After a pathetic dinner of watery broth and spoiled potatoes on Tuesday evening, Jim stretched his tall frame and rolled his shoulders. Although his wrists were still zip cuffed in front of him, he could lift a spoon to his mouth and move his fingers slightly. Jim wasn’t sure how he would compensate for his bindings but he decided that he would not die without taking a few of these loathsome guards with him.
Suddenly, the guards began screaming obscenities, forcing prisoners to move to one side of the old store. Before long, prisoners were pushed into tight lines by the store’s entrance and given pieces of paper with the numbers ‘four, five, six, or seven’ written on them in Roman numerals. Jim looked down to find ‘VI’ on his paper. He wondered what being sixth meant. The imprisoned men scowled at the guards, women looked fearful, and children sniveled, clinging to their parents. Jim realized they were being prepared to move and watched for his chance to execute vengeance.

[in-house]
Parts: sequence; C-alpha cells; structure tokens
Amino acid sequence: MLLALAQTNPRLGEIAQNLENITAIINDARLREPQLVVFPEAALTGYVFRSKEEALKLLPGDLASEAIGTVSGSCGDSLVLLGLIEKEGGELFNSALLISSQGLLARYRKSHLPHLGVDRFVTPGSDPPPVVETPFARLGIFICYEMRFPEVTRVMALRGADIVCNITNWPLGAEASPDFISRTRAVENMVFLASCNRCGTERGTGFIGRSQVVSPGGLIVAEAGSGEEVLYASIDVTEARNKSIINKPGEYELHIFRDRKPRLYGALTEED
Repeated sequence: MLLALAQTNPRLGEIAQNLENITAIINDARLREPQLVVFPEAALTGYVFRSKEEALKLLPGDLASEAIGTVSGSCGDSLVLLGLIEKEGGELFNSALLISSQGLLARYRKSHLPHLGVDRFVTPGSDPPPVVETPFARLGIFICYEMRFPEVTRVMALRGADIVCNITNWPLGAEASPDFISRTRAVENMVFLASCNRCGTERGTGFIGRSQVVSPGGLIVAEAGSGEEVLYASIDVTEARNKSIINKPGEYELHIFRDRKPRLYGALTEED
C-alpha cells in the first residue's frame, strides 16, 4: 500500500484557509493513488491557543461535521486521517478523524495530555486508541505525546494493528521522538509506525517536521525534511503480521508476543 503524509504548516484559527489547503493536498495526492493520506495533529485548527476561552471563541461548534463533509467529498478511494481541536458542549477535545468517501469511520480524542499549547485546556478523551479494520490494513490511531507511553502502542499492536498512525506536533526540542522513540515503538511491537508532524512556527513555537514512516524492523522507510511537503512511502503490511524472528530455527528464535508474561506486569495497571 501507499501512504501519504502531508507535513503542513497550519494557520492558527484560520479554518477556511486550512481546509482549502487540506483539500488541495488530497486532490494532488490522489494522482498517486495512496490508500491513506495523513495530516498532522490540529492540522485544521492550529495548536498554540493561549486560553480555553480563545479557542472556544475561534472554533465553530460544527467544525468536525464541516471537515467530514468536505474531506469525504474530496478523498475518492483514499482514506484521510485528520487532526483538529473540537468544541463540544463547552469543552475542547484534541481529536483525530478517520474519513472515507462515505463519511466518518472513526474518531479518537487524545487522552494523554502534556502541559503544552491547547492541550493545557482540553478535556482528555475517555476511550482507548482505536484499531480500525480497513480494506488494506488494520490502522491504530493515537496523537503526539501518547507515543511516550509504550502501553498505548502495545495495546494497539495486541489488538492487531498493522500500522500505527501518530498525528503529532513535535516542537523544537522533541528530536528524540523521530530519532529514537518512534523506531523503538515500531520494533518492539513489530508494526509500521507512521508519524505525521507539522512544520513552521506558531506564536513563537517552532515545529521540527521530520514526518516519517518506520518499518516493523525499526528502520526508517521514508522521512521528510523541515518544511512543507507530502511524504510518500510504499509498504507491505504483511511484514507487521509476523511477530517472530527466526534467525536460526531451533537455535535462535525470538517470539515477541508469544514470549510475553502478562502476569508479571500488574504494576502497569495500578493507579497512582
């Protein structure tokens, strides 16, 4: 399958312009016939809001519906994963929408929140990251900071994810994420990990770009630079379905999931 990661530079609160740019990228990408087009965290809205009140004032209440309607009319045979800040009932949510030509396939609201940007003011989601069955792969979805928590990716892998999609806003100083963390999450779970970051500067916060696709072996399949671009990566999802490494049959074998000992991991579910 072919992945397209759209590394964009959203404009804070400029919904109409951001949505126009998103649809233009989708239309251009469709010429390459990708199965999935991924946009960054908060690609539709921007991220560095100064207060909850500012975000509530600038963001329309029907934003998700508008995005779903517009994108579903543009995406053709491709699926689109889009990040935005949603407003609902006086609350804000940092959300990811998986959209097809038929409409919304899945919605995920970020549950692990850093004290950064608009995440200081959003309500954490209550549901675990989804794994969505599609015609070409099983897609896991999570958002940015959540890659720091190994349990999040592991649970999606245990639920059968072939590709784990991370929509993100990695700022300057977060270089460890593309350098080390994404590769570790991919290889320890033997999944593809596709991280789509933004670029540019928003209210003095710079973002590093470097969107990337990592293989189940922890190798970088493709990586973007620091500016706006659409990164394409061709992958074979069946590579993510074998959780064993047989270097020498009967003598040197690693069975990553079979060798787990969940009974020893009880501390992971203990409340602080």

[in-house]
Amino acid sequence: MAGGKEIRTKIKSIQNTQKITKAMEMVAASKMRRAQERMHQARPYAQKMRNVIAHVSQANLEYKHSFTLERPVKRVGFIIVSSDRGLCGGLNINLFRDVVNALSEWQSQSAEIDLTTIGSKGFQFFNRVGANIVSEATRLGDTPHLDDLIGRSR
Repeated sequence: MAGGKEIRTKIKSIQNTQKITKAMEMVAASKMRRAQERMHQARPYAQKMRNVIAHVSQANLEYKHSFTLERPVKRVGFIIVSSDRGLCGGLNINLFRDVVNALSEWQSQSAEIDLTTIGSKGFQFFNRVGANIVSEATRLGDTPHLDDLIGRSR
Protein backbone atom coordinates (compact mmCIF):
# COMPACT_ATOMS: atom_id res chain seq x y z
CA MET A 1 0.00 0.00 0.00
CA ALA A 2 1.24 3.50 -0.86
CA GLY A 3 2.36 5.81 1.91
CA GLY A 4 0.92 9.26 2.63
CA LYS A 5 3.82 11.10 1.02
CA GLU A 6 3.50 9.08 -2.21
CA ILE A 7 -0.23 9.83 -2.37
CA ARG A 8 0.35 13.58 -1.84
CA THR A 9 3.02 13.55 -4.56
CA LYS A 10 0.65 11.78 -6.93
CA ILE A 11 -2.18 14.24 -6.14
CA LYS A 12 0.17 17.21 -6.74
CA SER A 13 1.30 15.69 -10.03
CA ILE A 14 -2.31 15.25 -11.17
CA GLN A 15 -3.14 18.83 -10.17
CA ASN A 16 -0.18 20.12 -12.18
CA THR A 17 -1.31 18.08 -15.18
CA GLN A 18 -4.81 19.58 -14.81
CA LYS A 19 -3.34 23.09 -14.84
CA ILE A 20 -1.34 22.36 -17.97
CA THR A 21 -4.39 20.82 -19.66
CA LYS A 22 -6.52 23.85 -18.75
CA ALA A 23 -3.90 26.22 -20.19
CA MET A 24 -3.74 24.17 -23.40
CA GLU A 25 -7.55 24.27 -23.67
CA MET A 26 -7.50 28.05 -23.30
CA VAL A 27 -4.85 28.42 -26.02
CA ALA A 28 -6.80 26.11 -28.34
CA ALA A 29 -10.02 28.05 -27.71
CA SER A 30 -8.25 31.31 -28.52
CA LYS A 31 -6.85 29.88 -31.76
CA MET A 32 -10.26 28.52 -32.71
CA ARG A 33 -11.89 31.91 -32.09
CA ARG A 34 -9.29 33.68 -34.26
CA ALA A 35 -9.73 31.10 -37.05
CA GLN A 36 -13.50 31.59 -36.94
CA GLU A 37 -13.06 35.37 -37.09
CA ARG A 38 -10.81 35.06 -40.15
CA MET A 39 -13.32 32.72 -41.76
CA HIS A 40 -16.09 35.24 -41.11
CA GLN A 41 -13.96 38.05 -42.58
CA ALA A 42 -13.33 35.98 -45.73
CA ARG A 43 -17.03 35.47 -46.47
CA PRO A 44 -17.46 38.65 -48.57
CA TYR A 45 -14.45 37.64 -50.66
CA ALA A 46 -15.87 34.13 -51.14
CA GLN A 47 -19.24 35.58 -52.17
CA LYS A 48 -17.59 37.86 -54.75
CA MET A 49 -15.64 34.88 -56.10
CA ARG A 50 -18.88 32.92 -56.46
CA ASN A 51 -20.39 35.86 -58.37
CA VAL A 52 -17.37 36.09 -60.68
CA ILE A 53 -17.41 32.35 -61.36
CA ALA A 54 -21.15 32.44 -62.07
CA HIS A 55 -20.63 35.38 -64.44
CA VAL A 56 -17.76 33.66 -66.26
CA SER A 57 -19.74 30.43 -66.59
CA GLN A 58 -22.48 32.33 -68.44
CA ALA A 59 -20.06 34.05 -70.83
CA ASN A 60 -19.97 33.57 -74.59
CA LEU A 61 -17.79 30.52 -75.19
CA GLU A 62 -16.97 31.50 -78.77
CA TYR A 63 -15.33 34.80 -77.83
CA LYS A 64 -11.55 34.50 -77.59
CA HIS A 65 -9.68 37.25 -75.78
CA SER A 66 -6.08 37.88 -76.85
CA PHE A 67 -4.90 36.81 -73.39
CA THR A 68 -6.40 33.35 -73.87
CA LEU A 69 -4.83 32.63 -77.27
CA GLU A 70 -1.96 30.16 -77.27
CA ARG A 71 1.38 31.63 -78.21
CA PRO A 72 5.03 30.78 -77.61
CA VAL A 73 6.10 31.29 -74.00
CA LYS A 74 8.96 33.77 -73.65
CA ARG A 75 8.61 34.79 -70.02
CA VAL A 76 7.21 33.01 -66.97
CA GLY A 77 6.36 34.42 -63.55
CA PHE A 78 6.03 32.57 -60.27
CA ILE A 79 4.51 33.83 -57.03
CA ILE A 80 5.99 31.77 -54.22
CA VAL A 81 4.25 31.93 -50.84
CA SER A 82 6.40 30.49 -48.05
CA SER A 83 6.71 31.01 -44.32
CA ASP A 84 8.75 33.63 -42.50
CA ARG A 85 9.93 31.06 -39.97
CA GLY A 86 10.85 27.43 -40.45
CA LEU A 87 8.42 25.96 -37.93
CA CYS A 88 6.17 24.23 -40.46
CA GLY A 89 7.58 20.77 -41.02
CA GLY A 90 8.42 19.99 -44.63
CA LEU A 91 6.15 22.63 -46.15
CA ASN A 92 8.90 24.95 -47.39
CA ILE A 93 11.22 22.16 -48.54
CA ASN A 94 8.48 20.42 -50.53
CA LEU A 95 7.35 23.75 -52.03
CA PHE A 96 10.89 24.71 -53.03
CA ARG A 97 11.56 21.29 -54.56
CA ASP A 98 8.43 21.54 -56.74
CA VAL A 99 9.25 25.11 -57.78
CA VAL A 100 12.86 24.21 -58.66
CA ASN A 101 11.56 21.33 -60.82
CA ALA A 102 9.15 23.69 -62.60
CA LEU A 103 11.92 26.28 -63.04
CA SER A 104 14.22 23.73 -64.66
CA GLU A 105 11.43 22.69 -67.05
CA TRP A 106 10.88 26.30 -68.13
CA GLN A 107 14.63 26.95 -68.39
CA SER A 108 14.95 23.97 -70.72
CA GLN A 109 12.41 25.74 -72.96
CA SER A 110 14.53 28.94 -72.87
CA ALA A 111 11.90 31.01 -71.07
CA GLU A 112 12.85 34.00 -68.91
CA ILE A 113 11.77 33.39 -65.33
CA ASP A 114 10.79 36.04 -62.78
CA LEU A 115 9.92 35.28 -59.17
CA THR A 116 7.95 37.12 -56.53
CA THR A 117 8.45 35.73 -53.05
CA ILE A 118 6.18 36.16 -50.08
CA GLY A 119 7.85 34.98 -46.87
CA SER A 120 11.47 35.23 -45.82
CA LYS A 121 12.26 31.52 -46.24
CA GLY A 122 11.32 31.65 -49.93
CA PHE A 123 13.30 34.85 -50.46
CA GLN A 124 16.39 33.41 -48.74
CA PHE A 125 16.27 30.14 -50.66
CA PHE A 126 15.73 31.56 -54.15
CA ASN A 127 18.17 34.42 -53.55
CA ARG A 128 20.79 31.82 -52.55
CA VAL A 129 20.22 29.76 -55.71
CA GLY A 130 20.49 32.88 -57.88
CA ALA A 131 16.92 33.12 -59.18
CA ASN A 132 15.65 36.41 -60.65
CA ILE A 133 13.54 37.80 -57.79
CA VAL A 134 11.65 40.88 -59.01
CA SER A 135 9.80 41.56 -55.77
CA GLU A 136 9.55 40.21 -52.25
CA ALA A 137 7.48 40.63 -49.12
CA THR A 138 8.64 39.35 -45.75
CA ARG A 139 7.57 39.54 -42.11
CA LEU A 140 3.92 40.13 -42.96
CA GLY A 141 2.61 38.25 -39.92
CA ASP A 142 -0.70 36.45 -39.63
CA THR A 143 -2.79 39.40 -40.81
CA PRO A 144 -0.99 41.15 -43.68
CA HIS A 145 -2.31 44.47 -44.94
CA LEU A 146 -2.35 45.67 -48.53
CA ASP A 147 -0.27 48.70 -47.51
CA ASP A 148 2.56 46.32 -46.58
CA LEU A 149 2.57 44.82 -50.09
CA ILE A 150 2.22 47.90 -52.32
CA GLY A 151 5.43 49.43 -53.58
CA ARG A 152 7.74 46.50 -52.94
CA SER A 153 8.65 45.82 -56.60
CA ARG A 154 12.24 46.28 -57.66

Large buses pulled up outside the store. The buses were similar to an old Greyhound Jim rode years ago when he traveled across country as a new recruit, except none of these buses contained seats. Prisoners were crammed into the buses by PeaceKeepers. Hot and crowded, the people felt like sardines wedged tightly into tin cans. While he wasn’t claustrophobic, Jim could imagine the distress, even terror, for someone fearing enclosed spaces. Each turn or bump in the road caused a sea of humanity packed into the buses to squeeze or fall onto one another.
After a seemingly endless drive, the vehicles stopped. Disembarking from the modified buses, prisoners were led into a large, open area fenced by concertina wire where armed guards and barking dogs patrolled the perimeter. A group of PeaceKeepers began to call for people to line up by their assigned numbers to be loaded into the railcars.